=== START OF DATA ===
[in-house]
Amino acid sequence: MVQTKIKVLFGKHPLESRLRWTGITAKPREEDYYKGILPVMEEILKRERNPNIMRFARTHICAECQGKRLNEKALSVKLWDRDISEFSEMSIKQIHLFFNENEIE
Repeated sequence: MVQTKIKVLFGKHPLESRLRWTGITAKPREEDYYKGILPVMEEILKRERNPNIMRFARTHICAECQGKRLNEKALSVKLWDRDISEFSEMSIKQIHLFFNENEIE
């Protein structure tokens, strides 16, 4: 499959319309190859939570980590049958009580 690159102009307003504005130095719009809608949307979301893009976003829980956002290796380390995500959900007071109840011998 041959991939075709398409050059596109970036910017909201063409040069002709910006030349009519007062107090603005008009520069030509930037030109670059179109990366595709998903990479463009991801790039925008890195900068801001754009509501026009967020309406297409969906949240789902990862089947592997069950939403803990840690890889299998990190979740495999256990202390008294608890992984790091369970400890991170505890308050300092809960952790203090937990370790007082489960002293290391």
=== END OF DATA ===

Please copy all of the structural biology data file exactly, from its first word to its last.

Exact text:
[in-house]
Amino acid sequence: MVQTKIKVLFGKHPLESRLRWTGITAKPREEDYYKGILPVMEEILKRERNPNIMRFARTHICAECQGKRLNEKALSVKLWDRDISEFSEMSIKQIHLFFNENEIE
Repeated sequence: MVQTKIKVLFGKHPLESRLRWTGITAKPREEDYYKGILPVMEEILKRERNPNIMRFARTHICAECQGKRLNEKALSVKLWDRDISEFSEMSIKQIHLFFNENEIE
């Protein structure tokens, strides 16, 4: 499959319309190859939570980590049958009580 690159102009307003504005130095719009809608949307979301893009976003829980956002290796380390995500959900007071109840011998 041959991939075709398409050059596109970036910017909201063409040069002709910006030349009519007062107090603005008009520069030509930037030109670059179109990366595709998903990479463009991801790039925008890195900068801001754009509501026009967020309406297409969906949240789902990862089947592997069950939403803990840690890889299998990190979740495999256990202390008294608890992984790091369970400890991170505890308050300092809960952790203090937990370790007082489960002293290391």